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## DAX Noob MAX date

Hi all

I just want to answer some basic questions and principles based around a max date.

A) Max date of last order based on date selection

B) Max date of last order regardless of any selection

My model contains a sales table linked to the date table via a date field. The date table has dates to the end of the year.

1) Should I reference the dates[date] field where possible instead of the sales[date] field?

2) I see that MAX( date[date] ) seems to work to answer (A) but, should I be more specific doing something like CALCULATE( MAX( date[date]), ALLSELECTED( date[date] ) )?

3) As my date table extends to the end of the year, I assume I have to reference the sales[date] field to answer (B) and should I do something like CALCULATE( MAX( date[date]), ALL( date[date] ) )?

1 ACCEPTED SOLUTION  Solution Sage

1) Should I reference the dates[date] field where possible instead of the sales[date] field?

> The rule is this: all fields in fact tables MUST ALWAYS BE HIDDEN from the end user. They should only be able to select attributes from dimensions. In your measures you are free to use any fields, though. However, you will know that filters will only be present on dimensions (which is very useful and the only correct way to do things with one exception---degenerate dimensions). If you do time-intel calcs, you should always reference the date/time dimension table, but if you need to calculate something that is calculatable from the date field in the fact table, you are free to do it.

2) I see that MAX( date[date] ) seems to work to answer (A) but, should I be more specific doing something like CALCULATE( MAX( date[date]), ALLSELECTED( date[date] ) )?

> Since not all dates in the date dimension must necessarily have an order associated with them, you should calculate the max date of the last order using the field in the fact table, not the dimension, even though by using two-way filtering (enabled in the measure) you can also do it using the dimension but this isn't the optimal and fastest way. ALLSELECTED is the most complex function in all DAX and whether you need to use it or not depends on what you want to achieve. It's mostly used to calculate the so-called "visual totals." (but it's not everything it's useful in). Since, as I said above, you should never use a fact table's columns to slice and dice, using the field Dates[Date] as the parameter of the function is correct.

3) As my date table extends to the end of the year, I assume I have to reference the sales[date] field to answer (B) and should I do something like CALCULATE( MAX( date[date]), ALL( date[date] ) )?

> Almost correct. To calculate the very last day you had an order on, you should do:

``````CALCULATE(
MAX( FactTable[Date] ),
// This will remove all the filters
// that affect the FactTable but only
// if the relationships are strong
// (not weak). If some relationships
// are weak, you'll have to use
// something like ALL( ) (with no
// parameters inside the parens).
REMOVEFILTERS( FactTable )
)``````

2 REPLIES 2  Solution Sage

1) Should I reference the dates[date] field where possible instead of the sales[date] field?

> The rule is this: all fields in fact tables MUST ALWAYS BE HIDDEN from the end user. They should only be able to select attributes from dimensions. In your measures you are free to use any fields, though. However, you will know that filters will only be present on dimensions (which is very useful and the only correct way to do things with one exception---degenerate dimensions). If you do time-intel calcs, you should always reference the date/time dimension table, but if you need to calculate something that is calculatable from the date field in the fact table, you are free to do it.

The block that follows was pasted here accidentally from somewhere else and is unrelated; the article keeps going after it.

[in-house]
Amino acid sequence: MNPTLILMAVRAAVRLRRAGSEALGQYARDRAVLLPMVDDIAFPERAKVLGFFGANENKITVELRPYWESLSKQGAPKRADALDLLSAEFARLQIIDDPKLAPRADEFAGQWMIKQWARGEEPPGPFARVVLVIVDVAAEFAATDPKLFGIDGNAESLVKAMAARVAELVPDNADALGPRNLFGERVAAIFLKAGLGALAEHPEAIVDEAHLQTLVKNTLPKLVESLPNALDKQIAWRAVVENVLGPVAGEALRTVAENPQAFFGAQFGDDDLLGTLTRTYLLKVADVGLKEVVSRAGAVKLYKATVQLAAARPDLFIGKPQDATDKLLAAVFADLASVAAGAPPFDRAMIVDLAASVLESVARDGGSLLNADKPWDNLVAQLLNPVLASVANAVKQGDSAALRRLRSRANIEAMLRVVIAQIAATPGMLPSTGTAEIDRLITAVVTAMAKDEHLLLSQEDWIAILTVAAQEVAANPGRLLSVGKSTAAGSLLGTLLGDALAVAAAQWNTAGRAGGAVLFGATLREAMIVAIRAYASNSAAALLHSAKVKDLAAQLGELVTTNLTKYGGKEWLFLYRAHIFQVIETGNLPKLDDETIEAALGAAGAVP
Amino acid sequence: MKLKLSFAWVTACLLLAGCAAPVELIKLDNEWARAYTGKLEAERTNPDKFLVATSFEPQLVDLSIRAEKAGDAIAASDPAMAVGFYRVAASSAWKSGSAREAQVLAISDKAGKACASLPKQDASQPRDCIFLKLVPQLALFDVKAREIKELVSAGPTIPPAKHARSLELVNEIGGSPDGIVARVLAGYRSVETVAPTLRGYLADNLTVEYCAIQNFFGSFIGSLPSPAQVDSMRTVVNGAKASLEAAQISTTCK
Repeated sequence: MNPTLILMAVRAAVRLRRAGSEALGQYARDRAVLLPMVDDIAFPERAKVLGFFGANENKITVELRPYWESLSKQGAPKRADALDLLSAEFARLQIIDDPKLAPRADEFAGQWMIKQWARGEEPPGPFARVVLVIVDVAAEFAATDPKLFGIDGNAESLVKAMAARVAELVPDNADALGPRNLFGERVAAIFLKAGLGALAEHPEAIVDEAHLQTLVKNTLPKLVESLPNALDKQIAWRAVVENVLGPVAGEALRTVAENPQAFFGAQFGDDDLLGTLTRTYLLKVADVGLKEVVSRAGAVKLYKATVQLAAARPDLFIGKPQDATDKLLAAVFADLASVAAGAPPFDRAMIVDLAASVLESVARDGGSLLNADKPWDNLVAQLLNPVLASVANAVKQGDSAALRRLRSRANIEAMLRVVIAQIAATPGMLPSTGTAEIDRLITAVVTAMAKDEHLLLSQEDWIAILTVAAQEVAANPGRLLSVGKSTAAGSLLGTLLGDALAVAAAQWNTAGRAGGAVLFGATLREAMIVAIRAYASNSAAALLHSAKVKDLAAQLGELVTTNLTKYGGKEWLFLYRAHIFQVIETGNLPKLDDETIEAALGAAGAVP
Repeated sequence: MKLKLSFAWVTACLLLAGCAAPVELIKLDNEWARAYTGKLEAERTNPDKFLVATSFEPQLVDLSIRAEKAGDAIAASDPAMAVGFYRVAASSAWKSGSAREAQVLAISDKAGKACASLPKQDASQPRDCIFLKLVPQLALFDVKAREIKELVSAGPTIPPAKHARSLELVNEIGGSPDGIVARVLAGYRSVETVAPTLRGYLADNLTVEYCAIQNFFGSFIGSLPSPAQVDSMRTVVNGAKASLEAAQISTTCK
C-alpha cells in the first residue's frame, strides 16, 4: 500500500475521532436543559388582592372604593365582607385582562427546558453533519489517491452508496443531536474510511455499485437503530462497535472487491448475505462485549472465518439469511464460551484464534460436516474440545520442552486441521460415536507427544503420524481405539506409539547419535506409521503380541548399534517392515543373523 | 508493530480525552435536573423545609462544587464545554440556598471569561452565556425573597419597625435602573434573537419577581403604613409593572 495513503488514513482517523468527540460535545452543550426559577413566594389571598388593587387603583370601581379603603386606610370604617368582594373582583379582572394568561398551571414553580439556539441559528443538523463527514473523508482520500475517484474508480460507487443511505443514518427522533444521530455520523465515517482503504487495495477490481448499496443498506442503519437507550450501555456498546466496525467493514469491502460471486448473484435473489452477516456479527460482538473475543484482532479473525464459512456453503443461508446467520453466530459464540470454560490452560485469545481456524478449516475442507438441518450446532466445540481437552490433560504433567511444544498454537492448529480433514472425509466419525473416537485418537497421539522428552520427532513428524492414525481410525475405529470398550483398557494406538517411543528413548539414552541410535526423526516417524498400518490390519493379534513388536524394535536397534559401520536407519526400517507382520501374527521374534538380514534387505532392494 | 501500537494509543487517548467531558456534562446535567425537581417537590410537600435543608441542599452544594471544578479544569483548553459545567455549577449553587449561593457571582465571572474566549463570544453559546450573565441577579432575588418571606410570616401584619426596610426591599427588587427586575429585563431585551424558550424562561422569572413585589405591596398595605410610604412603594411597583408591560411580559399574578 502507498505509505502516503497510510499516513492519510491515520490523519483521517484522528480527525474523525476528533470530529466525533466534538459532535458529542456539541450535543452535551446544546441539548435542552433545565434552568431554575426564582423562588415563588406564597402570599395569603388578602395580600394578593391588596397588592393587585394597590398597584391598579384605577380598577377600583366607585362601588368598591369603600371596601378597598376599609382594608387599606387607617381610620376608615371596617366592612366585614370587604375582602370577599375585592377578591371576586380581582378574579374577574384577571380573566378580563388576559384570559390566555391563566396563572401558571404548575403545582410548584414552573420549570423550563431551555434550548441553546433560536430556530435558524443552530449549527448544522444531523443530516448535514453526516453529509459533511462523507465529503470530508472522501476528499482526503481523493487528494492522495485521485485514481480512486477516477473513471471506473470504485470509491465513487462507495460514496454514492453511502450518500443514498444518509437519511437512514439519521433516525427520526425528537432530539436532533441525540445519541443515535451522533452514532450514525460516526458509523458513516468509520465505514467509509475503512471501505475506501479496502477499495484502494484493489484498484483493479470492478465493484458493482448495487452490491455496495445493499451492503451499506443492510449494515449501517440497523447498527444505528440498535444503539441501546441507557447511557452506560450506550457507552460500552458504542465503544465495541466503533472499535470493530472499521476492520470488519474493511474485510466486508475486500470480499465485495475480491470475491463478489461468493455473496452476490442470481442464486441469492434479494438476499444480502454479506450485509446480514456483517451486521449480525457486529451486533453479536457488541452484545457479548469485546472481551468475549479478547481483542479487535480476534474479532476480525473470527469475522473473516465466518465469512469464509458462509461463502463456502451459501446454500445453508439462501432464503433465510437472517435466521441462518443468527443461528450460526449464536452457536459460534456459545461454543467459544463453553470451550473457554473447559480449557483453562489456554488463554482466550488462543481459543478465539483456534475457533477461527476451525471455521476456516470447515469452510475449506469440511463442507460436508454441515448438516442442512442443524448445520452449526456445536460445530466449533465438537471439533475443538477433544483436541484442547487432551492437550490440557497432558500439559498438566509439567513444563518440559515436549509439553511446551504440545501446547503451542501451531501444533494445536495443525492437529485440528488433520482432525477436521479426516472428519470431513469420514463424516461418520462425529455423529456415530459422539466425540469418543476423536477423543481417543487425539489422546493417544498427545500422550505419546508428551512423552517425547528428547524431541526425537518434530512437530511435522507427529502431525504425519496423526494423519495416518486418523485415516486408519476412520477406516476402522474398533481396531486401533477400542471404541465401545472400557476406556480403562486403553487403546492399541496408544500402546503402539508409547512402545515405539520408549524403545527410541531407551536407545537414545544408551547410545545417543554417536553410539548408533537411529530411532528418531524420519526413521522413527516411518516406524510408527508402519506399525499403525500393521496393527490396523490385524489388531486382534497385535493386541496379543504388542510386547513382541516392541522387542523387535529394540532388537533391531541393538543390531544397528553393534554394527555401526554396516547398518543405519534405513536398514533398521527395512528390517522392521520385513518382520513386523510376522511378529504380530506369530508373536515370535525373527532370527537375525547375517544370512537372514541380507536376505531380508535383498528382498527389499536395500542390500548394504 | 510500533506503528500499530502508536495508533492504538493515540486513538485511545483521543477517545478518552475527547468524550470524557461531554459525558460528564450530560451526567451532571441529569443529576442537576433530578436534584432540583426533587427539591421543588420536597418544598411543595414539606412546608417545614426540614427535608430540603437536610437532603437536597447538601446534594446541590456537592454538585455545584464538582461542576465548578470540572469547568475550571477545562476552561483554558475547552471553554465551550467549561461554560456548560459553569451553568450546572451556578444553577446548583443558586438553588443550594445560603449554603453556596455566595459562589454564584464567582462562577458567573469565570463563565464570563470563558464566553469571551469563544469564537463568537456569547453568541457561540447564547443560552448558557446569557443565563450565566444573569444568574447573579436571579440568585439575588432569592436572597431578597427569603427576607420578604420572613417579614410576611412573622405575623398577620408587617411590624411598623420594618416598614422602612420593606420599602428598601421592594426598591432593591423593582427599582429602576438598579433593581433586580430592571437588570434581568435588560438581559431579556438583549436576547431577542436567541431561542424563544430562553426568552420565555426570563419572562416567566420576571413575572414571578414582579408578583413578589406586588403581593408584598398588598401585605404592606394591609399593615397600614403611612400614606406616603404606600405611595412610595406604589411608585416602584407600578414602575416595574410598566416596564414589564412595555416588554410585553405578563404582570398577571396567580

2) I see that MAX( date[date] ) seems to work to answer (A) but, should I be more specific doing something like CALCULATE( MAX( date[date]), ALLSELECTED( date[date] ) )?

> Since not all dates in the date dimension must necessarily have an order associated with them, you should calculate the max date of the last order using the field in the fact table, not the dimension, even though by using two-way filtering (enabled in the measure) you can also do it using the dimension but this isn't the optimal and fastest way. ALLSELECTED is the most complex function in all DAX and whether you need to use it or not depends on what you want to achieve. It's mostly used to calculate the so-called "visual totals." (but it's not everything it's useful in). Since, as I said above, you should never use a fact table's columns to slice and dice, using the field Dates[Date] as the parameter of the function is correct.

3) As my date table extends to the end of the year, I assume I have to reference the sales[date] field to answer (B) and should I do something like CALCULATE( MAX( date[date]), ALL( date[date] ) )?

> Almost correct. To calculate the very last day you had an order on, you should do:

``````CALCULATE(
MAX( FactTable[Date] ),
// This will remove all the filters
// that affect the FactTable but only
// if the relationships are strong
// (not weak). If some relationships
// are weak, you'll have to use
// something like ALL( ) (with no
// parameters inside the parens).
REMOVEFILTERS( FactTable )
)``````  Super User IV

@music43 , if you want to keep sales reference better take max of sales date in both cases. In case of all selected the filter may work but in case all it will give a max of date table

CALCULATE( MAX( Sale[date]), ALL( Sale[date] ) )

or try

CALCULATE( MAX( date[date]), ALL( date[date] ), not(isblank(Sale[date] )) )

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